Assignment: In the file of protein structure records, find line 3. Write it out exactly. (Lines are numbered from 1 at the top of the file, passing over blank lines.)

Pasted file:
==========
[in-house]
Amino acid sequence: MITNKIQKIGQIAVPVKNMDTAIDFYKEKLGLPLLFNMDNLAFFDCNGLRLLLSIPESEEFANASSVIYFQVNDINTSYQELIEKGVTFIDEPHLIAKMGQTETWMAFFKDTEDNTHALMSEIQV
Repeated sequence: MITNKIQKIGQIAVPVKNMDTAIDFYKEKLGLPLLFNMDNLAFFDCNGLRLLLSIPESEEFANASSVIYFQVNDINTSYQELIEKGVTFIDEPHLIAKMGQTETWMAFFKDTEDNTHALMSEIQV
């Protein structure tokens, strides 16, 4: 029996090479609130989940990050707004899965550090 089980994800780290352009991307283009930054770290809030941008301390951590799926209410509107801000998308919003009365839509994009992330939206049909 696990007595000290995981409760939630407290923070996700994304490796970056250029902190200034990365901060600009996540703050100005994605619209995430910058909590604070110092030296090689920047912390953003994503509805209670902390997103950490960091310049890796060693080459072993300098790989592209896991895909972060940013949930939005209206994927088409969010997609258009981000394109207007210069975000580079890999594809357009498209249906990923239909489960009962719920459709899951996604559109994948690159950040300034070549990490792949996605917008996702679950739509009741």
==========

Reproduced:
Repeated sequence: MITNKIQKIGQIAVPVKNMDTAIDFYKEKLGLPLLFNMDNLAFFDCNGLRLLLSIPESEEFANASSVIYFQVNDINTSYQELIEKGVTFIDEPHLIAKMGQTETWMAFFKDTEDNTHALMSEIQV